Among the freedoms we celebrate this weekend, let’s not forget that we Americans have the freedom to choose which of these passions we support and the extent to which we give.

Imagine how different our country would be if we could not freely and openly give.

In American Philanthropy Diversity: What It Means, Why It Matters, published March 2009 by The Philanthropy Roundtable, Naomi Schaefer Riley writes:

“The distinctive characteristic of American philanthropy is freedom. … However Americans want to help, they are at perfect liberty to do so. The result has been an awe-inspiring display of human ingenuity. The breadth, depth and variety of American charity has no historical precedent or contemporary parallel.

It addresses many thousands of causes, supported by many millions of donors, all of whom take it upon themselves to try to improve their communities in some small way. Such philanthropic diversity reflects the extraordinary creativity of free people deciding how best to give away their money.

It exists because countless individuals freely come together in pursuit of a vast variety of moral goods. Each of these associations has some charitable purpose; each has its own strategy. Each is unique, and each contributes to the rich mosaic of American philanthropy.”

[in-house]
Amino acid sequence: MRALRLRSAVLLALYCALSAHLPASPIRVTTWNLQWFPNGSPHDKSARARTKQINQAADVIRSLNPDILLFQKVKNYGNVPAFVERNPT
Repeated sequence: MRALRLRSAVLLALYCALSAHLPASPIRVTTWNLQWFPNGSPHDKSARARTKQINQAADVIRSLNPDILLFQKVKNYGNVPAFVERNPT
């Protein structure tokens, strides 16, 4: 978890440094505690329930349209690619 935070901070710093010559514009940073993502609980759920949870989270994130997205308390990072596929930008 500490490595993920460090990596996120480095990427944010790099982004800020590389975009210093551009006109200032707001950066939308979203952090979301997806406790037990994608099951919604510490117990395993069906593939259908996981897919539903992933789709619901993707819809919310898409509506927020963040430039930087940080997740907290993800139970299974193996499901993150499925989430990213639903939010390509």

So, choose to give a little or a lot, to some and not others, to give money or time. For me, the key is that I am choosing to give.

Happy Independence Day!

- Chris Murakami Noonan, MCF Communications Associate


Day of Service

January 19, 2009

Monday is Dr. Martin Luther King Jr. Day. MCF member grantmaker contributions:

  • The General Mills Foundation once again sponsored the Dr. Martin Luther King Jr. Holiday Breakfast, “Because of His Dream, I Can… Lead, Grow, Inspire” this morning. Former Secretary of State Colin Powell was scheduled to be the keynote speaker.
  • John S. and James L. Knight Foundation gave $1 million to help build the Dr. Martin Luther King Jr. Memorial on the National Mall.

The Chronicle of Philanthropy reports that a record number of volunteers are planning service projects today. A Star Tribune editorial argues that “if the unprecedented enthusiasm of last year’s campaign and election translates into higher levels of volunteerism and community service, all Americans will benefit.” Blogger Seth Godin agrees and wonders, “If every person in the US spent an hour doing something selfless, useful and leveraged, what would happen? What if you and your circle committed to doing it an hour a day for a year?”

Join the conversation: What can you, as an individual, do to answer Dr. King’s call to “make a better nation”?


January 1, 2009